How to bring up history at the forefront of educational concerns and reforms? This is the question that the Lebanese Association for History (LAH) has being trying to answer since 2013. Founded by a group of educators, history teachers, and activists, LAH advocates for historical scientific enquiry, continuous learning, and critical thinking. Within these aims, the professional development of Lebanese historians has been among their main goals, especially due to the curricular deadlock that came during the post war period.
Nayla Khodr Hamadeh is the current president of the Lebanese Association for History. Involved long before in professional development, even as a trainer herself at the International College (IC) in Beirut, Nayla has explored Lebanese history education from within, achieving great understanding of its most urgent problems and concerns. “After several trials in the post war period, successive governments have failed to issue a new curriculum intended to ‘unify the Lebanese’ around a common narrative. This has resulted in the marginalization of history as a subject. History teachers were hardly receiving any training in the last three decades”, Nayla says.
Due to this grim panorama, where the needs for professional development of public schools’ history teachers were almost unknown, in 2018 LAH started working with the Center for Educational Research and Development (CERD), the body in charge of public training in Lebanon. “In an effort to start preparing the grounds for a new curriculum, the CERD had already appointed a number of history teachers to act as trainers of history teachers”, Nayla said, describing the emergence of an opportunity to get involved. In this scenario, LAH proposed an innovative programme aimed at providing training to their team of trainers, pointing at the need of well-prepared professionals for the new curriculum to be issued.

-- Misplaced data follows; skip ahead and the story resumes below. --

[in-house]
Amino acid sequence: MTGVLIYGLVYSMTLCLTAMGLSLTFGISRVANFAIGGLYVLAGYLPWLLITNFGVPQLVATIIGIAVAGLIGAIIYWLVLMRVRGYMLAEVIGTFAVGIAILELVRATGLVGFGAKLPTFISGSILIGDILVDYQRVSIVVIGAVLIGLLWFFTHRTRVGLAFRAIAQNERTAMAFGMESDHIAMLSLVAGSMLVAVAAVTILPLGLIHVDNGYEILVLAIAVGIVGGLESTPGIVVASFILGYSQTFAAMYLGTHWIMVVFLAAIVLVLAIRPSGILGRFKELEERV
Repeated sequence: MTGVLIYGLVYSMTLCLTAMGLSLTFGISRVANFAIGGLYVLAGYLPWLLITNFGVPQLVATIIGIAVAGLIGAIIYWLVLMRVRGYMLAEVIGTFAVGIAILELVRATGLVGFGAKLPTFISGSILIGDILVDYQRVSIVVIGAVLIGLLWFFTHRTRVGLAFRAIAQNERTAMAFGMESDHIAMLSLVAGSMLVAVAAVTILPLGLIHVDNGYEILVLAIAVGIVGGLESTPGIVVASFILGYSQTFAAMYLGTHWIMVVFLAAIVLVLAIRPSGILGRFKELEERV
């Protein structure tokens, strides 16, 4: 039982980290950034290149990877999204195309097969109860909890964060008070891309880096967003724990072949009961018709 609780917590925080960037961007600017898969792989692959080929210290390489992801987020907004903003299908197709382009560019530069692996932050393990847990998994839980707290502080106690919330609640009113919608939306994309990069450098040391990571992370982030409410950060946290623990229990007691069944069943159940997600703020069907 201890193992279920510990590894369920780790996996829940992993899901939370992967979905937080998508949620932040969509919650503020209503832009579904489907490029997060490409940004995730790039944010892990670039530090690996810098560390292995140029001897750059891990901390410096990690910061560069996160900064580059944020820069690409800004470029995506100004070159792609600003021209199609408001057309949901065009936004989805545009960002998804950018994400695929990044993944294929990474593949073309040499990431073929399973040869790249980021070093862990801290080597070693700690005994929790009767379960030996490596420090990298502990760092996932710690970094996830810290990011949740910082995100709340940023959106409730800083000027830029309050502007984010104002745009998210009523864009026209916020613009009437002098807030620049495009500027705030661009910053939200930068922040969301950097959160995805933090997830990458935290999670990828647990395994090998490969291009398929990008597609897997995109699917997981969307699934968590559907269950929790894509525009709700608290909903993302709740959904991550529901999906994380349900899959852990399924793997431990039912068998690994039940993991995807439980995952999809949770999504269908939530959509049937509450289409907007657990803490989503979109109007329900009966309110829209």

“To map their needs, we conducted an online survey to which 116 teachers responded. The majority of public schools’ teachers indicated that they had not received any form of training and that they are interested in introducing new ways to their teaching”, Nayla describes. With this imperative task in mind, LAH and CERD started to work together in a training programme involving three workshops and mentoring sessions. The activities aimed at addressing pedagogy strategies, curriculum design, needs assessment and building learning communities. “It culminates in the design of a training program for all teachers”, Nayla says, pointing at the final goal of this initiative, which is to form “a team of trainers equipped with skills and knowledge needed to design and manage an impactful training program for all teachers leading to change in history classrooms. This, of course, is a long process. LAH’s initiative aims at starting this process”.
The first phase of this joined effort will end up in January 2019, to then open up the second phase, where the ‘trainees’ will implement their own training sessions. “The challenge is to ensure that the teachers start implementing this in their classrooms”, Nayla said, describing the difficulties of intervening working cultures that are resistant to change. Finally, Nayla explained that the work developed by LAH is an ongoing and permanently open process, because the main goal it’s not only introduce learning strategies, but also “build historical thinking, openness and respect of others”.
If you want to follow up the work developed by LAH in Lebanon, and learn from their experience training history teachers’ trainers, you can check out their website (in English and Arabic) https://lahlebanon.org/